A taxi driver protest against app-based car share companies UberX, Lyft, and Sidecar tied up downtown traffic in the nation’s capital Wednesday.
Local news reports showed lines of drivers, sitting parked in their cabs along Pennsylvania Avenue in northwest Washington on Wednesday between Freedom Plaza and the district’s City Hall. For about two hours on Wednesday, traffic along the route snarled as police officers issued tickets to some drivers for blocking flow of traffic, according to WJLA.
The protest was held in response to new regulations for the app-based companies introduced in the DC Council that would allow companies like Uber and Lyft to permanently operate in the city as long as they conduct background checks for all drivers, provide minimum $1 million insurance coverage, and never accept street hails, among other rules. The legislation moved out of committee on Tuesday and will face a final vote later this month.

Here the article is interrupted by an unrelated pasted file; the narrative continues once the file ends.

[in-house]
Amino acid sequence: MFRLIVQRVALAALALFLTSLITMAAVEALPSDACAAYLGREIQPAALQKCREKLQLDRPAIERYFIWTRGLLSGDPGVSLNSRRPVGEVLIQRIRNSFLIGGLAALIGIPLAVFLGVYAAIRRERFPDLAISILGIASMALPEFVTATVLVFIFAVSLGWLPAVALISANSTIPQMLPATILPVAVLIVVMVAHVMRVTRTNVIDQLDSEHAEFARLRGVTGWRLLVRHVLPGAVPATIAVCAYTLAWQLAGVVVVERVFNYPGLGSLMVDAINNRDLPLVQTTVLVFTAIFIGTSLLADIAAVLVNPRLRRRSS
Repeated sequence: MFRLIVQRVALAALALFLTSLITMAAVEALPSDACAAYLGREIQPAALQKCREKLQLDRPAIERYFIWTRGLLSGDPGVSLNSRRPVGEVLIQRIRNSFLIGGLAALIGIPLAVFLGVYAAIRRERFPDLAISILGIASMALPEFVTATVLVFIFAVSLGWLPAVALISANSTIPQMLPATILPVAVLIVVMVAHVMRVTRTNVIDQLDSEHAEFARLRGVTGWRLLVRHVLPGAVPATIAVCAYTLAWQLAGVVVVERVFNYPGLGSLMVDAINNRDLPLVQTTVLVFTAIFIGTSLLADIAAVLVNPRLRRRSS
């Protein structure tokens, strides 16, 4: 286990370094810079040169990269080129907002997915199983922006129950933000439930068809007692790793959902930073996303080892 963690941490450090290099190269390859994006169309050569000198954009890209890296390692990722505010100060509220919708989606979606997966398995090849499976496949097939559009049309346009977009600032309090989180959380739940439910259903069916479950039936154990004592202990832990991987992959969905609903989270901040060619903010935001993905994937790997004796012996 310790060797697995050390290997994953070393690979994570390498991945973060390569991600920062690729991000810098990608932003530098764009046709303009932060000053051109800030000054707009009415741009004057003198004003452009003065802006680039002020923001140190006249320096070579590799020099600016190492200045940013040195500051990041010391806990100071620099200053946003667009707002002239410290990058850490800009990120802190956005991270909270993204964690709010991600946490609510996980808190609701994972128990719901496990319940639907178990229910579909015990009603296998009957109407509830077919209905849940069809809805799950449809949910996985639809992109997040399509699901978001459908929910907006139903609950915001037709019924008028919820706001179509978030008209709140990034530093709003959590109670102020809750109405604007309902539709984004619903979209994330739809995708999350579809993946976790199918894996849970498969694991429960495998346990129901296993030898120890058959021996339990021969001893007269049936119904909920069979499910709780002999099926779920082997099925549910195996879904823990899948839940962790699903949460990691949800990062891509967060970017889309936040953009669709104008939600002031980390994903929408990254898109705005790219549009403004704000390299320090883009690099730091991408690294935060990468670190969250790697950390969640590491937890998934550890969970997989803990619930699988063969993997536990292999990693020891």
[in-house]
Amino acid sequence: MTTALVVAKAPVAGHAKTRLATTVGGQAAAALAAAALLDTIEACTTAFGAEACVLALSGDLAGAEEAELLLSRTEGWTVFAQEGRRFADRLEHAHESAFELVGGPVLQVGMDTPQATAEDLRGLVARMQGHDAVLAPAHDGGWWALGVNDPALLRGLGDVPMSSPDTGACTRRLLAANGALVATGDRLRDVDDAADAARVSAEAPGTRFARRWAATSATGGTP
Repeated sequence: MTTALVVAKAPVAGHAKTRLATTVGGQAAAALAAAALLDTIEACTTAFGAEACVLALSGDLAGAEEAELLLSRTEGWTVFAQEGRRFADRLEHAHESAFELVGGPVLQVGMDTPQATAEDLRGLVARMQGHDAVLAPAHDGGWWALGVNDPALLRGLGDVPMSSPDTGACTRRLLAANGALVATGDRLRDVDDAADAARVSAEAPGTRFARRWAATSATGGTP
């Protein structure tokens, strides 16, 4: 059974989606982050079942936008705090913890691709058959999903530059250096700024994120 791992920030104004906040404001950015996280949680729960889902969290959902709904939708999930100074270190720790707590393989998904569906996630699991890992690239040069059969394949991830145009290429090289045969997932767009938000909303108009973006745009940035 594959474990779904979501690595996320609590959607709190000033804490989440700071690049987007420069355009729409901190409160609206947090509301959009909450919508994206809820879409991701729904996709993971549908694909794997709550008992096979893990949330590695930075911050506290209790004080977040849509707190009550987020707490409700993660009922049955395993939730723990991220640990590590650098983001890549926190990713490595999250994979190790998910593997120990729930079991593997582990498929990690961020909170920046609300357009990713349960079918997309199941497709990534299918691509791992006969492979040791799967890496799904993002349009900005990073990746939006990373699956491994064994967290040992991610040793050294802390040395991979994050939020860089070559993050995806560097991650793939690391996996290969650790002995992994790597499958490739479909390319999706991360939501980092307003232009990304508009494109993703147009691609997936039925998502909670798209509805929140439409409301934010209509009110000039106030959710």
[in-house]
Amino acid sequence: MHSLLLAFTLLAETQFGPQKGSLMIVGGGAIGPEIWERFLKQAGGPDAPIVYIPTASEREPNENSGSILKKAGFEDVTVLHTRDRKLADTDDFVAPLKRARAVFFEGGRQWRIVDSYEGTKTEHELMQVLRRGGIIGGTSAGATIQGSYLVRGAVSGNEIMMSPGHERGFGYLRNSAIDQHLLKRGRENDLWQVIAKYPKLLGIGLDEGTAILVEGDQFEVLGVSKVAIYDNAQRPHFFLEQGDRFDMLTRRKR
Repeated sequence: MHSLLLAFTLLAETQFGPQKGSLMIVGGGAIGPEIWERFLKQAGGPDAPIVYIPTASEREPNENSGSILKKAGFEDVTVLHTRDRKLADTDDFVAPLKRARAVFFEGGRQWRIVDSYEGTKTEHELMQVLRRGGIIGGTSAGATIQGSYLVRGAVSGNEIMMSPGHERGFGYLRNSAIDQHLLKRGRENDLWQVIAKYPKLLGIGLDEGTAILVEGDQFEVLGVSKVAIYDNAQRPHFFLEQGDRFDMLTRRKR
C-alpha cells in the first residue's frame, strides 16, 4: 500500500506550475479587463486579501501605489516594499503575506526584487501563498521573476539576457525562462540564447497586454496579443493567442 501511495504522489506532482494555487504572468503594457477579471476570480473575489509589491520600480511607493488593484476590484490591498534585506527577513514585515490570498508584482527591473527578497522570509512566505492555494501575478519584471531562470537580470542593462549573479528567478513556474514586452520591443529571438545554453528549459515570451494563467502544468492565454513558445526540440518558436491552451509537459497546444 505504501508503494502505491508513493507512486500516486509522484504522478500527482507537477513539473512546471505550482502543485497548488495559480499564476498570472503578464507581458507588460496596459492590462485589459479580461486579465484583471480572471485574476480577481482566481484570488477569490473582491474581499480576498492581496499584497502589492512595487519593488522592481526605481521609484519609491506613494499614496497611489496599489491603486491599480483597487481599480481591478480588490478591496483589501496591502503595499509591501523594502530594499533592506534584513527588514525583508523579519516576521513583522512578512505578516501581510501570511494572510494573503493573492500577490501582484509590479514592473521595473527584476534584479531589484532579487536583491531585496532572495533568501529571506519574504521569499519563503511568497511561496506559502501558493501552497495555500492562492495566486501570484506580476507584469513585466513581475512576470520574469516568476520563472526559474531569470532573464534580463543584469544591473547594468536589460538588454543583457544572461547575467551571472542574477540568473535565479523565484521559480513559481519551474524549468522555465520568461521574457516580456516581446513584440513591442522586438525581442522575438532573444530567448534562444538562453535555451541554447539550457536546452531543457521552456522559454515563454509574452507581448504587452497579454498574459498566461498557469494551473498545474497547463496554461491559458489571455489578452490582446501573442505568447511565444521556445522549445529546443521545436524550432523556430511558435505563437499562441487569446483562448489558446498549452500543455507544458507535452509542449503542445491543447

Uber has praised the legislation, but the Washington D.C. Taxi Operators Association, which is affiliated with Teamsters and organized the protest, says the rules give companies like Uber and Lyft a “competitive advantage.” Thousands of cab drivers showed up to protest Wednesday, according to a release from organizers.
This was the second time taxi drivers have protested in Washington this year, with a June protest snarling traffic for hours in downtown DC. Similar protests have been staged in Boston and San Francisco in the taxi industry’s ongoing battle with app-based services who they say are impeding their business while facing much less scrutiny and regulation.
- Inside Mississippi's Last Abortion Clinic—and the Biggest Fight for Abortion Rights in a Generation
- Do Current COVID-19 Tests Still Detect Omicron?
- The First U.S. Offshore Wind Farm Could Be a Lifeline for Struggling New England Cities
- Welcome to TV's Era of Peak Redundancy
- The Key Role a Local Newspaper Played in the Trial Over Ahmaud Arbery's Murder
- TIME's Top 100 Photos of 2021
- 2021: The Year the Grift Kept Giving